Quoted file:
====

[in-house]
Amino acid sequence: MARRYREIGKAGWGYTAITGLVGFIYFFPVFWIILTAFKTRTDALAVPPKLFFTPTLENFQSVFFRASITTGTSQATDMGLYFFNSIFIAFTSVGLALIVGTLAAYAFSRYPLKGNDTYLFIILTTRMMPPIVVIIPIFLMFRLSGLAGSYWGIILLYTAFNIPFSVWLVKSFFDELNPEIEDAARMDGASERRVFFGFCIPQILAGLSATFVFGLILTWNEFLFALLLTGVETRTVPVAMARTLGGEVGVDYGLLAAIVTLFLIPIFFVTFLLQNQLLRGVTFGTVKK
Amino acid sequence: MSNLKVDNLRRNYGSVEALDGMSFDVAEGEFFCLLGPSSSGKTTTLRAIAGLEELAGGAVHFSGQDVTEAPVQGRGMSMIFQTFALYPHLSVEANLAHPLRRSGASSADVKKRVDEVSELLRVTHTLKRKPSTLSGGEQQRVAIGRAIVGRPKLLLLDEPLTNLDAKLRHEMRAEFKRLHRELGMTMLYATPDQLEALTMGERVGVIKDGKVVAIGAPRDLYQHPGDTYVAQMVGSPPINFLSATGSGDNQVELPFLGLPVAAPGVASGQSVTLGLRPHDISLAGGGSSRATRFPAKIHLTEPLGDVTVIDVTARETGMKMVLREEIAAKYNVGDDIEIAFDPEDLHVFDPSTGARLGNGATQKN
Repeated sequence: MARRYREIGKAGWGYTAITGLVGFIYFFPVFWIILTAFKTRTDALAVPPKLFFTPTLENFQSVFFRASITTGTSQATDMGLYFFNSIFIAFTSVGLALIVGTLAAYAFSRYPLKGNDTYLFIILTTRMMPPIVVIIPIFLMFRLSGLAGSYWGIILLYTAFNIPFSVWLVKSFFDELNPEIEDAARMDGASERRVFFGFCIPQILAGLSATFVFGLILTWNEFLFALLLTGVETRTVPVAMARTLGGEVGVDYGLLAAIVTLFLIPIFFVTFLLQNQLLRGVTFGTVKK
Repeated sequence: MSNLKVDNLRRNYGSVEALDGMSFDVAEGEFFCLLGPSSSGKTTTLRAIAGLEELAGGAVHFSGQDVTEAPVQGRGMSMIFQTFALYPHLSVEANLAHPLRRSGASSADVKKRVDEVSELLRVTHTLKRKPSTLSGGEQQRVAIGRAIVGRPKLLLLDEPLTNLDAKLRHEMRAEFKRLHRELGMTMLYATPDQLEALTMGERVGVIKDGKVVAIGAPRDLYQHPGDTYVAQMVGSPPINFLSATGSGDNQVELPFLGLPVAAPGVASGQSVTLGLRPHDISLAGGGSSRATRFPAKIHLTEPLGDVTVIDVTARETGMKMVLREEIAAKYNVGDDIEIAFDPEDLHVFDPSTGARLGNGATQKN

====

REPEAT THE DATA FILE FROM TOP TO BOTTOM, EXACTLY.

[in-house]
Amino acid sequence: MARRYREIGKAGWGYTAITGLVGFIYFFPVFWIILTAFKTRTDALAVPPKLFFTPTLENFQSVFFRASITTGTSQATDMGLYFFNSIFIAFTSVGLALIVGTLAAYAFSRYPLKGNDTYLFIILTTRMMPPIVVIIPIFLMFRLSGLAGSYWGIILLYTAFNIPFSVWLVKSFFDELNPEIEDAARMDGASERRVFFGFCIPQILAGLSATFVFGLILTWNEFLFALLLTGVETRTVPVAMARTLGGEVGVDYGLLAAIVTLFLIPIFFVTFLLQNQLLRGVTFGTVKK
Amino acid sequence: MSNLKVDNLRRNYGSVEALDGMSFDVAEGEFFCLLGPSSSGKTTTLRAIAGLEELAGGAVHFSGQDVTEAPVQGRGMSMIFQTFALYPHLSVEANLAHPLRRSGASSADVKKRVDEVSELLRVTHTLKRKPSTLSGGEQQRVAIGRAIVGRPKLLLLDEPLTNLDAKLRHEMRAEFKRLHRELGMTMLYATPDQLEALTMGERVGVIKDGKVVAIGAPRDLYQHPGDTYVAQMVGSPPINFLSATGSGDNQVELPFLGLPVAAPGVASGQSVTLGLRPHDISLAGGGSSRATRFPAKIHLTEPLGDVTVIDVTARETGMKMVLREEIAAKYNVGDDIEIAFDPEDLHVFDPSTGARLGNGATQKN
Repeated sequence: MARRYREIGKAGWGYTAITGLVGFIYFFPVFWIILTAFKTRTDALAVPPKLFFTPTLENFQSVFFRASITTGTSQATDMGLYFFNSIFIAFTSVGLALIVGTLAAYAFSRYPLKGNDTYLFIILTTRMMPPIVVIIPIFLMFRLSGLAGSYWGIILLYTAFNIPFSVWLVKSFFDELNPEIEDAARMDGASERRVFFGFCIPQILAGLSATFVFGLILTWNEFLFALLLTGVETRTVPVAMARTLGGEVGVDYGLLAAIVTLFLIPIFFVTFLLQNQLLRGVTFGTVKK
Repeated sequence: MSNLKVDNLRRNYGSVEALDGMSFDVAEGEFFCLLGPSSSGKTTTLRAIAGLEELAGGAVHFSGQDVTEAPVQGRGMSMIFQTFALYPHLSVEANLAHPLRRSGASSADVKKRVDEVSELLRVTHTLKRKPSTLSGGEQQRVAIGRAIVGRPKLLLLDEPLTNLDAKLRHEMRAEFKRLHRELGMTMLYATPDQLEALTMGERVGVIKDGKVVAIGAPRDLYQHPGDTYVAQMVGSPPINFLSATGSGDNQVELPFLGLPVAAPGVASGQSVTLGLRPHDISLAGGGSSRATRFPAKIHLTEPLGDVTVIDVTARETGMKMVLREEIAAKYNVGDDIEIAFDPEDLHVFDPSTGARLGNGATQKN